Sen. John Cornyn, R-Texas, a member of the Senate GOP leadership, said he did not see any reason why he would oppose Yellen, but he called Tanden Biden’s “worst nominee so far.”
“I think, in light of her combative and insulting comments about many members of the Senate, mainly on our side of the aisle, that it creates certainly a problematic path,” he said Monday.
Tanden would be required to go through two Senate confirmation hearings – one through the Budget Committee and the other through the Homeland Security and Governmental Affairs Committee. The OMB is a rare Cabinet position in which nominees have to file their tax returns to the committees for review.
The daughter of Indian immigrants, Tanden was raised by a single mother who relied on government assistance programs before attending the University of California at Los Angeles and Yale University’s law school.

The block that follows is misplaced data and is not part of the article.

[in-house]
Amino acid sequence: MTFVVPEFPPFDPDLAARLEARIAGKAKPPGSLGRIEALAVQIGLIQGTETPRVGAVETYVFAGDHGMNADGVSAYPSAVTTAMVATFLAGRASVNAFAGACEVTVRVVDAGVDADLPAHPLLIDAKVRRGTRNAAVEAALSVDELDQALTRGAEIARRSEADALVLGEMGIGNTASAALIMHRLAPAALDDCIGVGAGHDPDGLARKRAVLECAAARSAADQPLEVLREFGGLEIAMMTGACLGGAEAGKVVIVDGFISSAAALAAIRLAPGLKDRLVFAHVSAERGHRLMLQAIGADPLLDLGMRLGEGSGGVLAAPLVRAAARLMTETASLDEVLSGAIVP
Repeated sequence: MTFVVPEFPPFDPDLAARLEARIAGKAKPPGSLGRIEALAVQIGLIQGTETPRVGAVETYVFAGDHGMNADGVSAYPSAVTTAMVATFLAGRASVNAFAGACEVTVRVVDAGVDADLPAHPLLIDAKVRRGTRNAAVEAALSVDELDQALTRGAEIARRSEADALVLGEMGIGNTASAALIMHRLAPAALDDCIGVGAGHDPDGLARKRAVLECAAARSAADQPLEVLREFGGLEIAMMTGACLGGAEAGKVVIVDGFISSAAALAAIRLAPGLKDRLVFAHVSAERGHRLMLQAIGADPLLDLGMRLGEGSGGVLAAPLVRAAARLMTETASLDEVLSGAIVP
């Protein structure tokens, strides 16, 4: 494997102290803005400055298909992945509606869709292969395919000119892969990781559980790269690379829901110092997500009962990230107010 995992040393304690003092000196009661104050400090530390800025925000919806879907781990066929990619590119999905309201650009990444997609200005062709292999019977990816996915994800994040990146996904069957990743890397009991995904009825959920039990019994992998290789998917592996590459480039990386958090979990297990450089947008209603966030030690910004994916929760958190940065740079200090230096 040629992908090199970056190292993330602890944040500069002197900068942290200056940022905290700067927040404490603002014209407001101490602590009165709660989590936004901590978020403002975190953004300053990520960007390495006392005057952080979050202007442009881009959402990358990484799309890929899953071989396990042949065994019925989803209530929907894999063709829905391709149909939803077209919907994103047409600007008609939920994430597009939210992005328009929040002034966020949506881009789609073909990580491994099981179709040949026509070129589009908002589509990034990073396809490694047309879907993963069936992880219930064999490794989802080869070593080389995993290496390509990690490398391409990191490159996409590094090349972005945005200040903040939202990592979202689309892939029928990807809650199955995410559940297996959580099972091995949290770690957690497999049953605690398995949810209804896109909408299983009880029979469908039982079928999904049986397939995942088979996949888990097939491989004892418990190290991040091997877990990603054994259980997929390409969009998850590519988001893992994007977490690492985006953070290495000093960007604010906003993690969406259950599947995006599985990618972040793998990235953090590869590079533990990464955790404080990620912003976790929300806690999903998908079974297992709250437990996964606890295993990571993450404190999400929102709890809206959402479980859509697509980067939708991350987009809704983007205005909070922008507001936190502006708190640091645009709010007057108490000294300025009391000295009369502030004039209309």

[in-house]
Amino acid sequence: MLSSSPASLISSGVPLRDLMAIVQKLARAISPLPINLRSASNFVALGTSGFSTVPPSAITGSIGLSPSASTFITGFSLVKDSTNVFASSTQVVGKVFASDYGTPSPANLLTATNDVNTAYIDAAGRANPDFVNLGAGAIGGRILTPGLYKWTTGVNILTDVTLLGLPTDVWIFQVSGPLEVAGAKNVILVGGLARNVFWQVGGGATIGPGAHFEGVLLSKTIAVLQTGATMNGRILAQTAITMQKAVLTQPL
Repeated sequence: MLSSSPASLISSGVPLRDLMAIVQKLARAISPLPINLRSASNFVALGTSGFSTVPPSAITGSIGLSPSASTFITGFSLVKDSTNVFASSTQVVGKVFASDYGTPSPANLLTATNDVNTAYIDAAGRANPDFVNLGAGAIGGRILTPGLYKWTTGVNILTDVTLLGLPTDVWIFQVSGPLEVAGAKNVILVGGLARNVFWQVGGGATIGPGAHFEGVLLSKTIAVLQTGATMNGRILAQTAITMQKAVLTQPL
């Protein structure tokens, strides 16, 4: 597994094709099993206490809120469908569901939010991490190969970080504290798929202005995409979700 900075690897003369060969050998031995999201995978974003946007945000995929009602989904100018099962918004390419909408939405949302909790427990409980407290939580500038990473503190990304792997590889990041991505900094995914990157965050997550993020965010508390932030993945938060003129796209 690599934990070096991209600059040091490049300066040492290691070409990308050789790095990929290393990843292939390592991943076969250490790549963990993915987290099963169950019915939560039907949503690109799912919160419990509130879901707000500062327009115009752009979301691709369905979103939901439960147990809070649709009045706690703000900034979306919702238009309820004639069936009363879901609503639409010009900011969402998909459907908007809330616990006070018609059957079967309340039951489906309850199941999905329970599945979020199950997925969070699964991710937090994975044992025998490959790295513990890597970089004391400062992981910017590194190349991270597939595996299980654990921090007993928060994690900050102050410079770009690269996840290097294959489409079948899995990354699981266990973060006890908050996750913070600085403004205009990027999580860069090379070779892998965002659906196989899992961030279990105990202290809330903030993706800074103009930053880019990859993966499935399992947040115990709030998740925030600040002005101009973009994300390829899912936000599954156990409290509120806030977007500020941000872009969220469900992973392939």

“After my parents were divorced when I was young, my mother relied on public food and housing programs to get by,” Tanden tweeted Monday. “Now, I’m being nominated to help ensure those programs are secure, and ensure families like mine can live with dignity. I am beyond honored.”
Tanden held prominent policy positions in the administrations of Presidents Bill Clinton and Barack Obama, and her resume played a role in her selection to lead the OMB. She has denied playing a role in Clinton’s welfare policy, which many Democrats now view as a mistake. At the Center for American Progress, Tanden also helped push the party left on budget and spending issues, though she initially expressed openness to cutting Social Security and Medicare along with many other Washington liberals at the time.